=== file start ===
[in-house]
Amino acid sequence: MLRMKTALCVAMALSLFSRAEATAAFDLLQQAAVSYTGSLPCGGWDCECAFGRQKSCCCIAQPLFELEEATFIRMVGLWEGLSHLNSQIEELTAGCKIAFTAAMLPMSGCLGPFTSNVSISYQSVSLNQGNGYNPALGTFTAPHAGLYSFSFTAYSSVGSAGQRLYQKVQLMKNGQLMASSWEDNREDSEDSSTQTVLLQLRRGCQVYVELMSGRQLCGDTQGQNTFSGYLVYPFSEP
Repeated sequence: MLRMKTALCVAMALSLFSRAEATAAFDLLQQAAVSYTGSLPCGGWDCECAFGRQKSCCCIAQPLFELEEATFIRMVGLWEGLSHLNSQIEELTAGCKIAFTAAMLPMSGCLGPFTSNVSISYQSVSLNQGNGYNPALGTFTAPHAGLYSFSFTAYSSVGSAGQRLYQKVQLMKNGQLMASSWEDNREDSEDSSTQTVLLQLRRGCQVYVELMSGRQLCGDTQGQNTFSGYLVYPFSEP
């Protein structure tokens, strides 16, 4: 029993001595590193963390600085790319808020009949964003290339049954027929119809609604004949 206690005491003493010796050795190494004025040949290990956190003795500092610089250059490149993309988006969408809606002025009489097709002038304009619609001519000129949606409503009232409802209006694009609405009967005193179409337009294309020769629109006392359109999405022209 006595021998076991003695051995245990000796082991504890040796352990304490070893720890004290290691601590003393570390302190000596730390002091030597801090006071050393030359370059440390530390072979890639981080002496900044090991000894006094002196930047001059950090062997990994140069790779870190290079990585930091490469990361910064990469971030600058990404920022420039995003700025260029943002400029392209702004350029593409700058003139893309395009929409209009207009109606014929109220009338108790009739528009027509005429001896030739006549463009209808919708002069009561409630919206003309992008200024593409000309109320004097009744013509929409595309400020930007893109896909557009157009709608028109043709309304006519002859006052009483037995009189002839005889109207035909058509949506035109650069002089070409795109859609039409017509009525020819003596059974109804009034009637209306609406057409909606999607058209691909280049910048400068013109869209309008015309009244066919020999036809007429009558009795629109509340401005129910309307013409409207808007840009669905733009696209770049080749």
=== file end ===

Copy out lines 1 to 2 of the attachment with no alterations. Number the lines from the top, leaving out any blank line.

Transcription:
[in-house]
Amino acid sequence: MLRMKTALCVAMALSLFSRAEATAAFDLLQQAAVSYTGSLPCGGWDCECAFGRQKSCCCIAQPLFELEEATFIRMVGLWEGLSHLNSQIEELTAGCKIAFTAAMLPMSGCLGPFTSNVSISYQSVSLNQGNGYNPALGTFTAPHAGLYSFSFTAYSSVGSAGQRLYQKVQLMKNGQLMASSWEDNREDSEDSSTQTVLLQLRRGCQVYVELMSGRQLCGDTQGQNTFSGYLVYPFSEP